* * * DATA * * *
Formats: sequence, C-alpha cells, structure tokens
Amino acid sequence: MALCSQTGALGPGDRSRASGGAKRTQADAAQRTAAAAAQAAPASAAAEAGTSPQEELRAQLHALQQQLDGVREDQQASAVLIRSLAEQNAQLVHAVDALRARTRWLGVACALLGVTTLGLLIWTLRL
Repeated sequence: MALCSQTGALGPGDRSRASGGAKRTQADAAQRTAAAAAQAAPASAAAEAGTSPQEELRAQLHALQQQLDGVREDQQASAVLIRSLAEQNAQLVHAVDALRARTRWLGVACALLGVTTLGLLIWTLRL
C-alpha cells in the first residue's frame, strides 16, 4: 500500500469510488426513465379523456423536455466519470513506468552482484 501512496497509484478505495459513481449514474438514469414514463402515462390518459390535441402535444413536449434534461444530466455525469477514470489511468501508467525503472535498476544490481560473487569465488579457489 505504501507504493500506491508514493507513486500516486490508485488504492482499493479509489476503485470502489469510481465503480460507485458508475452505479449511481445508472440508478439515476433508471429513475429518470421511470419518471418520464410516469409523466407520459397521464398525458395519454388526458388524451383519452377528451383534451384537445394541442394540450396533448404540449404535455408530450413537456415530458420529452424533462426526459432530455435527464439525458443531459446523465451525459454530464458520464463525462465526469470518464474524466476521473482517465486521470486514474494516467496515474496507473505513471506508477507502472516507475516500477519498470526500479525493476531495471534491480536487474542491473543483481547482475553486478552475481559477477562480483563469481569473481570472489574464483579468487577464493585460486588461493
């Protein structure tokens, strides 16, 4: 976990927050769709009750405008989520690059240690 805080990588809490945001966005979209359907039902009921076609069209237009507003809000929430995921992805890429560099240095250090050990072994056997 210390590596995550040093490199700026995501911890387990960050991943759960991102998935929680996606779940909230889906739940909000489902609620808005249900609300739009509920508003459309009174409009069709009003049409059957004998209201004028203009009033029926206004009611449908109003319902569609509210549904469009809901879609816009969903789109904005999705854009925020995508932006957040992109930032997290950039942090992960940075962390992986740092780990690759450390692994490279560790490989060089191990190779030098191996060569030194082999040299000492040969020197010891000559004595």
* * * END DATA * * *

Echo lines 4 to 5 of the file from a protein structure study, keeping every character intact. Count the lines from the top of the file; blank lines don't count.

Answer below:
C-alpha cells in the first residue's frame, strides 16, 4: 500500500469510488426513465379523456423536455466519470513506468552482484 501512496497509484478505495459513481449514474438514469414514463402515462390518459390535441402535444413536449434534461444530466455525469477514470489511468501508467525503472535498476544490481560473487569465488579457489 505504501507504493500506491508514493507513486500516486490508485488504492482499493479509489476503485470502489469510481465503480460507485458508475452505479449511481445508472440508478439515476433508471429513475429518470421511470419518471418520464410516469409523466407520459397521464398525458395519454388526458388524451383519452377528451383534451384537445394541442394540450396533448404540449404535455408530450413537456415530458420529452424533462426526459432530455435527464439525458443531459446523465451525459454530464458520464463525462465526469470518464474524466476521473482517465486521470486514474494516467496515474496507473505513471506508477507502472516507475516500477519498470526500479525493476531495471534491480536487474542491473543483481547482475553486478552475481559477477562480483563469481569473481570472489574464483579468487577464493585460486588461493
């Protein structure tokens, strides 16, 4: 976990927050769709009750405008989520690059240690 805080990588809490945001966005979209359907039902009921076609069209237009507003809000929430995921992805890429560099240095250090050990072994056997 210390590596995550040093490199700026995501911890387990960050991943759960991102998935929680996606779940909230889906739940909000489902609620808005249900609300739009509920508003459309009174409009069709009003049409059957004998209201004028203009009033029926206004009611449908109003319902569609509210549904469009809901879609816009969903789109904005999705854009925020995508932006957040992109930032997290950039942090992960940075962390992986740092780990690759450390692994490279560790490989060089191990190779030098191996060569030194082999040299000492040969020197010891000559004595």